The Cranky Admin

The Next IT Frontier: Adaptive Orchestration

Getting a handle on skyrocketing workloads.

Distributed computing is hard, large clusters are hard, parallel computing is really hard, and Gustafson's law is a pain in the ASCII. With containers, we're already at the point that we can stuff tens of thousands of workloads into 10 rack units of space, and to be brutally honest, we're not very good at coordinating that. What happens when tens of thousands becomes hundreds of thousands, or millions, of workloads?

Today's infrastructure is experiencing a generational leap in capability. Breakneck speeds bring their own problems to datacenter design, which ensures, among other things, that we'll always need systems integrators. Hardware Compatibility Lists are kind of crap, which makes rolling our own next-generation software-defined win machine somewhat problematic. On top of it all, increased workload density is both blessing and curse.

After more than a decade of relatively steady -- bordering on stagnant -- increases in systems capability, everything is coming to a head. The last time we ran across a change of this magnitude we were consolidating workloads from bare metal using virtualization, and driving performance with increasingly fancy centralized storage. We had to change everything about how we managed workloads then. We're going to have to now as well.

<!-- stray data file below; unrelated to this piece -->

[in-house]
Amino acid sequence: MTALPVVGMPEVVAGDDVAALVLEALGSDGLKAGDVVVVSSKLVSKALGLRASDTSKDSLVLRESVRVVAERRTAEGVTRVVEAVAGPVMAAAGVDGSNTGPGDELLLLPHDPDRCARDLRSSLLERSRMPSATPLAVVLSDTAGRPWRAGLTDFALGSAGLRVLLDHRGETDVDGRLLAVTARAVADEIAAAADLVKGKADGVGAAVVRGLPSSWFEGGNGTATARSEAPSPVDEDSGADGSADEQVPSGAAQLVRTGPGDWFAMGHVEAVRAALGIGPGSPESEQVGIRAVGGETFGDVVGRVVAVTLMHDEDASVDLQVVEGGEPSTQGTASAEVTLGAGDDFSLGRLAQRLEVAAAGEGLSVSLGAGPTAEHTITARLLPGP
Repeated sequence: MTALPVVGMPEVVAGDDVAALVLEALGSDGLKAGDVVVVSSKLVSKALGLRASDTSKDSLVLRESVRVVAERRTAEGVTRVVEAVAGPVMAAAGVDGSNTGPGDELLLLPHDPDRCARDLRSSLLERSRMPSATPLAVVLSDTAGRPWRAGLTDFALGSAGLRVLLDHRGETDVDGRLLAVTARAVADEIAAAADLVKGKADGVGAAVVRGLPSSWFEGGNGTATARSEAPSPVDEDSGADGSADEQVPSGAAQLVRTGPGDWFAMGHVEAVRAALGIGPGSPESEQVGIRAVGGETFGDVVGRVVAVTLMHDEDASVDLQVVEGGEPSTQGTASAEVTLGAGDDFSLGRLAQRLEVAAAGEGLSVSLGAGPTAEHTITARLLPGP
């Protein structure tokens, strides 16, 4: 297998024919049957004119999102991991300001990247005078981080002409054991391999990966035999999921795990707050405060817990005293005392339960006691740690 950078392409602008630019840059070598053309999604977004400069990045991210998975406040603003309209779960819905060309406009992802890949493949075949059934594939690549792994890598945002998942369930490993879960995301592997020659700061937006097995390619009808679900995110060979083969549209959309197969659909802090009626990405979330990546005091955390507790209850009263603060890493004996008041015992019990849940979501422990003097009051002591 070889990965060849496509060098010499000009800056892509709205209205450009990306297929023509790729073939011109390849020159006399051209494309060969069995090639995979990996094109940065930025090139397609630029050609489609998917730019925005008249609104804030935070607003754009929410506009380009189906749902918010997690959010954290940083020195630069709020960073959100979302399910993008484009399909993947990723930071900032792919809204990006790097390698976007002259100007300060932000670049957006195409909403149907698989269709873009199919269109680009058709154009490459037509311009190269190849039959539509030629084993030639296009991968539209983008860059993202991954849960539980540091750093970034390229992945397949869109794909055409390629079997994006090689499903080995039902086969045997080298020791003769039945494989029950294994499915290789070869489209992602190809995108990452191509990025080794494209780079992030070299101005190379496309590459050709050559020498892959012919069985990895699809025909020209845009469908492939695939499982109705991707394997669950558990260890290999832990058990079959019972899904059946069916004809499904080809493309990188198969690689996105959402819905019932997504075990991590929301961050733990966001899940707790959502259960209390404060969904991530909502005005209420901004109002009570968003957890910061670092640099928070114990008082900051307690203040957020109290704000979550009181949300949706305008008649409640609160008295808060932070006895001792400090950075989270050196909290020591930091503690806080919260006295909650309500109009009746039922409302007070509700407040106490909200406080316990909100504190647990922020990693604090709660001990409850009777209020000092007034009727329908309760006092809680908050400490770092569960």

The Lethargy of Volume
At the turn of the millennium we had to dramatically rethink storage because of virtualization. Not only did shared storage enable critical functionality such as vMotion and High Availability (HA), but we started cramming rather a lot of workloads onto a limited number of storage devices. The SCSI RAID cards we jammed into each host just wouldn't cut it as centralized storage solutions.

Fibre channel SANs got lots of love; the gigabit Ethernet of the day was just not up to the task. Demand on storage and networking both increased. Fibre channel speeds increased every few years. Gigabit Ethernet begat 10 Gigabit Ethernet (10GbE). Eventually, 40GbE and 100GbE were also born.

10GbE saw reasonably widespread adoption, but 40GbE and 100GbE didn't see much love. Prices were too high. That was okay; storage and networking didn't impinge upon one another, and most of us weren't really stressing our networks.

Eventually, fibre channel vendors got greedy. The push to do storage over Ethernet became serious, made all the more so by the emergence of software-defined storage (SDS) and hyperconvergence. Ethernet switches evolved to solve latency issues, microbursting issues, and The Great Jumbo Frames Debate almost became a thing.

Just as it looked like we might have to either start actually caring about jumbo frames or kowtow to the fibre channel mafia, a new networking standard with 25GbE, 50GbE and a new 100GbE emerged. Significantly cheaper than its predecessors, it will let us stave off efficiencies like jumbo frames for a few more years.

For the longest time, the storage side wasn't much different. Fibre channel doubled in speed every now and again, but the bottleneck was in the box. IDE to SATA, SCSI to SAS; iteration after iteration slowly allowed for faster systems. Hard drives never really got much faster; for years we just kept adding shelves full of disks, in a desperate attempt to solve the performance problems brought about by continuing consolidation and the ceaseless demand for more workloads.

Then along came flash.

Software-Defined Transformation